21 November 1989, Westminster, United Kingdom
Ian Gow was a Conservative Northern Irish minister under Thatcher. He was murdered by the IRA the year after this address.
I beg to move, "That an humble Address be presented to Her Majesty, as follows:""Most Gracious Sovereign,""We, Your Majesty's most dutiful and loyal subjects, the Commons of the United Kingdom of Great Britain and Northern Ireland, in Parliament assembled, beg leave to offer our humble thanks to Your Majesty for the Gracious Speech which Your Majesty has addressed to both House of Parliament." I am mindful of the honour done by my constituents through my being invited to make this speech. A year ago, the Leader of the Opposition, quoting the admirable Mr. Colin Welch of the Daily Mail, described my hon. Friend the Member for Pudsey (Sir G. Shaw)—who had just moved the motion—as a "roly-poly version of Dr. Bodkin Adams."—[Official Report. 22 November 1988; Vol. 142, c. 13.]" The House, and certainly my hon. Friend the Member for Aldershot (Mr. Critchley), may think that that description applies rather better to me. I am sad to have to confirm that the good doctor is no longer with us—sad, because at each dissolution of Parliament he used to send a £5 note for my fighting fund.
I have always voted against the televising of the proceedings of this House, and I expect that I always will. The brief intervention earlier of the hon. Member for Bradford, South (Mr. Cryer) did nothing to alter my view. Despite my strongly held opinions, a letter that I received —three weeks ago—I believe that a copy was sent to each of us and possibly even to you, Mr. Speaker—made the following preposterous assertion: "The impression you make on television depends mainly on your image (55 per cent.) with your voice and body language accounting for 38 per cent. of your impact. Only 7 per cent. depends on what you are actually saying." [HON. MEMBERS: "Hear, hear."] I thought that I should enlist the sympathy of the Opposition with that last proposition.
The letter went on—and hon. Members may think that this is an extravagant claim so far as I am concerned: "We can guarantee to improve your appearance through a personal and confidential image consultation. You will learn if you need a new hair style—and where to get it—and the type of glasses to suit your face." The House will understand why I considered that I was beyond redemption on both counts.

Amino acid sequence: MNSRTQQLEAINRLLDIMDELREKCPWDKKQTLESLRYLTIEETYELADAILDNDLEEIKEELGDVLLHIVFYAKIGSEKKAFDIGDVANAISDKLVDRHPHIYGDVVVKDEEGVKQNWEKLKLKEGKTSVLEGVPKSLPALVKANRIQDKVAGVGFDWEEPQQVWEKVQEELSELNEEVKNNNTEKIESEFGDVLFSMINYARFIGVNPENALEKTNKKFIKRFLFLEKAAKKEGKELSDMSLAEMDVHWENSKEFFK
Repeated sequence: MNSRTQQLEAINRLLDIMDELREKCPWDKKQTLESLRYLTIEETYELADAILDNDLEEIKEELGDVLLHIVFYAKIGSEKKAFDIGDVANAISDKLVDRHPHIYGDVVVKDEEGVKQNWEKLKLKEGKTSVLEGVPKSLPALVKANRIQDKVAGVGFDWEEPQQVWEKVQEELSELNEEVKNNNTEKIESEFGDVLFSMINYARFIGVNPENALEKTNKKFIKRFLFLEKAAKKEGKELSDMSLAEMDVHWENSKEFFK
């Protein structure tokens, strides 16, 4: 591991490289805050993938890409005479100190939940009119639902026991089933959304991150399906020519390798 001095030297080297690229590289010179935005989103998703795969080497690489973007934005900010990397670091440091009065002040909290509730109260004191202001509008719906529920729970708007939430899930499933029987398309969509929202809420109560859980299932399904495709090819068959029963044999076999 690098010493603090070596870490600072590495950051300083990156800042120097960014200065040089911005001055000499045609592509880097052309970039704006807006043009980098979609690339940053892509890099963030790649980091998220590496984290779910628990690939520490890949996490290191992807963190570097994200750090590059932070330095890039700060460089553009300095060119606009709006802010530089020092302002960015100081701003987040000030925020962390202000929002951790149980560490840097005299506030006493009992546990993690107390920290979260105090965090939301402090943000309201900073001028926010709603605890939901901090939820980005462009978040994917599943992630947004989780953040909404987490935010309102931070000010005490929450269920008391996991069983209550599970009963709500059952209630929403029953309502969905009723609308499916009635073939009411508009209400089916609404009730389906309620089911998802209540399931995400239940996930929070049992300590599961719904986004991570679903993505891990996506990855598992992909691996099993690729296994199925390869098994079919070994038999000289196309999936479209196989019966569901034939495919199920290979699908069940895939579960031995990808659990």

Eastbourne has been a separate parliamentary constituency since 1885. Then the electorate was 8,000; today it is 80,000. I am glad to report that for 100 out of those 104 years Eastbourne has been represented in the Conservative interest. The solitary lapse took place in 1906, but four years of Liberal representation were more than enough and provoked the highest turnout ever recorded—90·3 per cent.— at the following general election. Since then, Eastbourne has been true blue, and, since 1974, dry as well.
East Sussex has long attracted the retired and semi-retired. Lord Shawcross lives at Friston, the right hon. Member for Leeds, East (Mr. Healey), whose decision not to seek re-election to this place we all deplore, is the squire of Alfriston and Lord Callaghan has his estate nearby. It will be a source of satisfaction to the Opposition, particularly to those who sit below the Gangway, as it is to me, to learn that those three comrades have been able to share in the growing prosperity of the nation created during the premiership of my right hon. Friend the Prime Minister.
Others have shared in that prosperity. Over these past years, 1,657 former tenants of our borough council have bought their houses or flats. They remember that the right-to-buy legislation was fiercely opposed by the Labour party. I was proud to have had a hand in extending the opportunities for home ownership in the Housing Act 1985.
Last month, phase two of our district general hospital was opened. All the medical wards have been transferred from St. Mary's hospital, which was built in Napoleonic days, to our new hospital. I am pleased to be able to tell the House that our hospital has informed my right hon. and learned Friend the Secretary of State for Health of its intention to seek approval to become a self-governing hospital trust within the National Health Service.
In August 1980, the House gave a Third Reading to the Eastbourne Harbour Bill. Indeed, 180 of my right hon. and hon. Friends stayed up until 6.10 am to vote for it. The House will want to know that construction work on the harbour project is well under way. Jobs are being created in the short and long term. The new harbour will keep Eastbourne in the vanguard—no, ahead of the vanguard—of Britain's increasingly important and increasingly successful tourist industry.
When the harbour is completed, our fishermen will no longer have to drag their craft on to the beach. There will be berths for 1,800 small boats. Miners from Bolsover, entrepreneurs from Newham, North-West, refugees from Brent, East, grocers from Old Bexley, intellectuals, real or imagined, from Chesham and Amersham and the hon. baronet the Member for Clwyd, North-West (Sir A. Meyer), whose reported aspirations to become the Queen's first Minister I am unable to endorse—all these and many more besides—will be able to moor their boat or seek refuge from the storm in the new Eastbourne harbour.